Wednesday, June 5, 2013

Jumbled Bones

A life-sized Stegosaurus takes up the
equivalent of three parking spaces in
front of the Dinosaur National
Monument Visitor Center. 
Written by Karen.
The topography is starting to change as we drive through Utah.  There are still sage green tufts that line the road and grow as far as the eye can see, but the sandy tans of the ground and mountains have changed into warm reddish hues.  I consider changing my mind as to whether our next house should have a palette of sage green and tans or the complimentary combination of sage green and rust. Or perhaps include them all into a natural earthy palette of sage green, tans and rust? 

There are many more hills, peaks and valleys as we meander through the two-lane highway curves of Utah. We still have the roadways mostly to ourselves, and driving is a pleasure because of that.  We don't worry whether we are slowing someone down as we putt up 8% grades, as whenever we look in our rear view mirror there is no one there.  

It is hot.  You can see the heat in waves as you look into the distance.  The heat looks like water shimmering ahead on the road.  But it is a mirage.  We have had several dust devils hit Chinook fairly hard.  We had a split-second notice one time; the other times we grasp the steering wheel tightly as we pass through the vertical whirlwind and wind gusts before the dust devils skitter along.

We pull into the Dinosaur National Monument in the middle of the afternoon. We are still early in the season and can stand on the edge of cliffs and be alone. The sun-baked canyons that surround us whisper of long-held secrets of dinosaurs and other ancient creatures that roamed through this part of the world in times past.  The heat, dust, shrubs, wildflowers and rocks touch and tickle my senses. The sight of warped, tilted, banded, and sculptural cliffs, mountains and hilltops in an array of purples, browns, grays, reds, and vanilla visually describe the dramatic and erosive effects of wind, water and time. 

One of the highlights of this 210,000+ acre Dinosaur National Monument is the Quarry Exhibit Hall, where a major excavation of large dinosaur fossils is on display.  The preserved hillside - or 'The Wall of Bones' as it is called - has a multitude of partially excavated and jumbled dinosaur fossilized bones, as if someone had played the game of pick up sticks many years ago, leaving the bones in partial relief against the variegated colors and stripes of their sandstone tomb.  It is 80 feet long and approximately 40 feet high.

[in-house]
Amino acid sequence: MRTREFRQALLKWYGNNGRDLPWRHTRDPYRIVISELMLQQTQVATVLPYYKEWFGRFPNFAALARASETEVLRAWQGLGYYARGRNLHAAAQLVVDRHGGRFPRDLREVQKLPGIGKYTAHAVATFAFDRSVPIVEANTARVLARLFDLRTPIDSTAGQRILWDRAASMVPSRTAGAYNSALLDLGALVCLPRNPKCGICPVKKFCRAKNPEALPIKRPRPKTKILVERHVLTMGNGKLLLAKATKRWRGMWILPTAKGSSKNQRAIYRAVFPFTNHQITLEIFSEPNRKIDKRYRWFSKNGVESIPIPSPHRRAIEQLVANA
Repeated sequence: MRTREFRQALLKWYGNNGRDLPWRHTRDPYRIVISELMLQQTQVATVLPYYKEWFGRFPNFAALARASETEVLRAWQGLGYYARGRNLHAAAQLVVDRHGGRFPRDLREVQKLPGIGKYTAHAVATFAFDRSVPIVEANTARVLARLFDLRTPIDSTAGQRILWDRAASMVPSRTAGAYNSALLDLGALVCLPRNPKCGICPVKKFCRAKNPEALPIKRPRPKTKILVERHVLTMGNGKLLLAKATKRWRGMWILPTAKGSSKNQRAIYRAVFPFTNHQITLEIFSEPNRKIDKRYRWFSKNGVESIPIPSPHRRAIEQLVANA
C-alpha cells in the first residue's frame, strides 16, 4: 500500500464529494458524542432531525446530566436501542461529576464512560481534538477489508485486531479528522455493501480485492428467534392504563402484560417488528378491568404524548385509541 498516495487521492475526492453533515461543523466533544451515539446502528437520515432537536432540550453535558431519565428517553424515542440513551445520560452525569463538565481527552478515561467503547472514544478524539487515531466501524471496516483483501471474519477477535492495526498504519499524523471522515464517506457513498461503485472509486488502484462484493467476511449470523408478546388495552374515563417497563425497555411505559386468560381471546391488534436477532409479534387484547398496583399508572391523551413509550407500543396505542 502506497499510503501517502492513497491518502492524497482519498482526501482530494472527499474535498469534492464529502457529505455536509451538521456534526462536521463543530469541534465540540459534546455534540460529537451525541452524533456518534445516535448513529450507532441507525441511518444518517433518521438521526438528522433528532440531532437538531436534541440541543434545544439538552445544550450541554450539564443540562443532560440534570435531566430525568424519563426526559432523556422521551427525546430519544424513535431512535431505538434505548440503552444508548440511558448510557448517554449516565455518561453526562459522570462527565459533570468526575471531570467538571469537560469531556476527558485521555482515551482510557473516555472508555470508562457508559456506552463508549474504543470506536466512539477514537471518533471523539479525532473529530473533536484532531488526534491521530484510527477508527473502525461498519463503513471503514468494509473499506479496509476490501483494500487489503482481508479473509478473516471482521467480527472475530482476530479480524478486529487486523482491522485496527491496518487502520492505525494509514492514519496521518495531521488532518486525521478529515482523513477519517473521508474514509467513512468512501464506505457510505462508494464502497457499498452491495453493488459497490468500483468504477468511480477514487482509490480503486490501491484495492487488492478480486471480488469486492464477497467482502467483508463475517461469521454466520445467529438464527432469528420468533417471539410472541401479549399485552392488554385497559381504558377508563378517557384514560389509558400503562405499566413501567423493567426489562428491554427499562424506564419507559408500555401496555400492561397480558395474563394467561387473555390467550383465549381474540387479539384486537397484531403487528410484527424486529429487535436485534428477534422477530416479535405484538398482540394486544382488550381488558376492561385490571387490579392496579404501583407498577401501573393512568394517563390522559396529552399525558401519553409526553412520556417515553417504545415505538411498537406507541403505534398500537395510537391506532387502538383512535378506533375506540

According to the interpretive center, this massive gravesite has yielded over 500 remains of large dinosaurs and other animals that lived during the Jurassic time period some 149 million years ago. When flooding occurred in the nearby Green and Yampa rivers, the remains of the larger animals caused a log jam of sorts, creating the unique exhibit of jumbled fossilized bones that are on display today. It is thought by current researchers and paleontologists that there are many more dinosaur fossils still lying untouched in the surrounding hills. 

I wander about the two-story interpretive center, reading about these mammoth creatures, wondering what life might have been like so long ago, and tracing my fingertips along the marks and crevices of the ancient bones.  How cool is it that you can touch something that is millions of years old!  

Getting close to the Dinosaur National Monument.  The Visitor Center is to the left of the picture.  The hills behind the green are where a multitude of dinosaur fossils lie.
The 'Wall of Bones' is a sloped 80 foot long excavation/grave site with fossilized dinosaur bones scattered throughout. 

For some perspective on the size of these dinosaur bones, this portion of the thigh bone is taller than I am! 

A look at the mountain being fragmented over time 
A look across the Dinosaur National Monument with the Green River flowing gently across the valley.
The following two pictures show the surrounding sandstone mountains outside of the 'Wall of Bones' and where it is thought that many more dinosaur fossilized bones lay.

Split Mountain.  So named because the Green River has split the mountain in half with time, erosion, water and wind. This picture also illustrates what the National Monument calls "Tilted Rocks".
We walked up to a sheltered area - a series of caves - where one of the oldest known sites of human occupation within the Monument was located.  Stone tools found here are up to 7,000 years old.  Little is known of these ancient peoples.  The pictographs (paintings) and petroglyphs (scratched or carved designs) that are also on the cave walls were created about 1,000 years ago by the people of the Fremont Culture.
Looking back at Chinook from up the mountain where we looked at ancient caves, pictographs and petroglyphs. 


Anonymous said...

wow I have never been their..places you have gone I think I would like to see..great reporting

Joanne said...

Karen, thanks for sharing the great photos of an area I've always been curious to visit. Your word choices are fabulous!
"The sun-baked canyons...whisper of long-held secrets...." "...heat, dust, shrubs, wildflowers and rocks touch and tickle my senses." I'm right there beside you.

Observers of Life said...

Thanks Joanne!

Thanks for coming along for the ride!